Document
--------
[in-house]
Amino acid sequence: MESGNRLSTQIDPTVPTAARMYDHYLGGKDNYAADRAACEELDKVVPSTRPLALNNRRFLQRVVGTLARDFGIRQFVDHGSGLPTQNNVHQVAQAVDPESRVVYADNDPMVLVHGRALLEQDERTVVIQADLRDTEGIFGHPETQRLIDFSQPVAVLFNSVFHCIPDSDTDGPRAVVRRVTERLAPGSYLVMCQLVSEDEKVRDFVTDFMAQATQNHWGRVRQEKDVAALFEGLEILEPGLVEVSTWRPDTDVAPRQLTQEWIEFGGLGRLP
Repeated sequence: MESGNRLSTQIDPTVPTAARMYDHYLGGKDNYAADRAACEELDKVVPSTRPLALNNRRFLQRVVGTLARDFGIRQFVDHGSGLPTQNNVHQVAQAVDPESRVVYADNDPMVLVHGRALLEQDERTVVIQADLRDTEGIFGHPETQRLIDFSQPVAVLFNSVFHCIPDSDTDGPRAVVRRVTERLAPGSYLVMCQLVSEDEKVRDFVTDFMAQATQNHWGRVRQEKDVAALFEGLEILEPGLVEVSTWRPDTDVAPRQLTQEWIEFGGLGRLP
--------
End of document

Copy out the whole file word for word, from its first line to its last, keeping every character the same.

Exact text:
[in-house]
Amino acid sequence: MESGNRLSTQIDPTVPTAARMYDHYLGGKDNYAADRAACEELDKVVPSTRPLALNNRRFLQRVVGTLARDFGIRQFVDHGSGLPTQNNVHQVAQAVDPESRVVYADNDPMVLVHGRALLEQDERTVVIQADLRDTEGIFGHPETQRLIDFSQPVAVLFNSVFHCIPDSDTDGPRAVVRRVTERLAPGSYLVMCQLVSEDEKVRDFVTDFMAQATQNHWGRVRQEKDVAALFEGLEILEPGLVEVSTWRPDTDVAPRQLTQEWIEFGGLGRLP
Repeated sequence: MESGNRLSTQIDPTVPTAARMYDHYLGGKDNYAADRAACEELDKVVPSTRPLALNNRRFLQRVVGTLARDFGIRQFVDHGSGLPTQNNVHQVAQAVDPESRVVYADNDPMVLVHGRALLEQDERTVVIQADLRDTEGIFGHPETQRLIDFSQPVAVLFNSVFHCIPDSDTDGPRAVVRRVTERLAPGSYLVMCQLVSEDEKVRDFVTDFMAQATQNHWGRVRQEKDVAALFEGLEILEPGLVEVSTWRPDTDVAPRQLTQEWIEFGGLGRLP